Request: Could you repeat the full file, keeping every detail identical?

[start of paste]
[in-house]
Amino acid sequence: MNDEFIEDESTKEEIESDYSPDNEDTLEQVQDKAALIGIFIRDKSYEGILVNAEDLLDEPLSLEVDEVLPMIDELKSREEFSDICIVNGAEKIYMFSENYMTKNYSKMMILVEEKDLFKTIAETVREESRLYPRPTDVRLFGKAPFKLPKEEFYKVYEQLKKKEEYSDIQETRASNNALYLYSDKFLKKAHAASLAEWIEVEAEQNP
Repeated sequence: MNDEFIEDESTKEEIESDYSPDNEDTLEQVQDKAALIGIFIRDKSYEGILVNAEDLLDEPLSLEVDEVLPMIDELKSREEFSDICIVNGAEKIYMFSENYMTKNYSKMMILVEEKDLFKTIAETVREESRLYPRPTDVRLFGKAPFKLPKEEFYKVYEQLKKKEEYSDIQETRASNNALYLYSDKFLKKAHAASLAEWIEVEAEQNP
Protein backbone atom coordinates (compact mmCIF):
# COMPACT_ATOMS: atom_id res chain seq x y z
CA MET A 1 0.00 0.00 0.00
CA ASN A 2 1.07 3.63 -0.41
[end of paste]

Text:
[in-house]
Amino acid sequence: MNDEFIEDESTKEEIESDYSPDNEDTLEQVQDKAALIGIFIRDKSYEGILVNAEDLLDEPLSLEVDEVLPMIDELKSREEFSDICIVNGAEKIYMFSENYMTKNYSKMMILVEEKDLFKTIAETVREESRLYPRPTDVRLFGKAPFKLPKEEFYKVYEQLKKKEEYSDIQETRASNNALYLYSDKFLKKAHAASLAEWIEVEAEQNP
Repeated sequence: MNDEFIEDESTKEEIESDYSPDNEDTLEQVQDKAALIGIFIRDKSYEGILVNAEDLLDEPLSLEVDEVLPMIDELKSREEFSDICIVNGAEKIYMFSENYMTKNYSKMMILVEEKDLFKTIAETVREESRLYPRPTDVRLFGKAPFKLPKEEFYKVYEQLKKKEEYSDIQETRASNNALYLYSDKFLKKAHAASLAEWIEVEAEQNP
Protein backbone atom coordinates (compact mmCIF):
# COMPACT_ATOMS: atom_id res chain seq x y z
CA MET A 1 0.00 0.00 0.00
CA ASN A 2 1.07 3.63 -0.41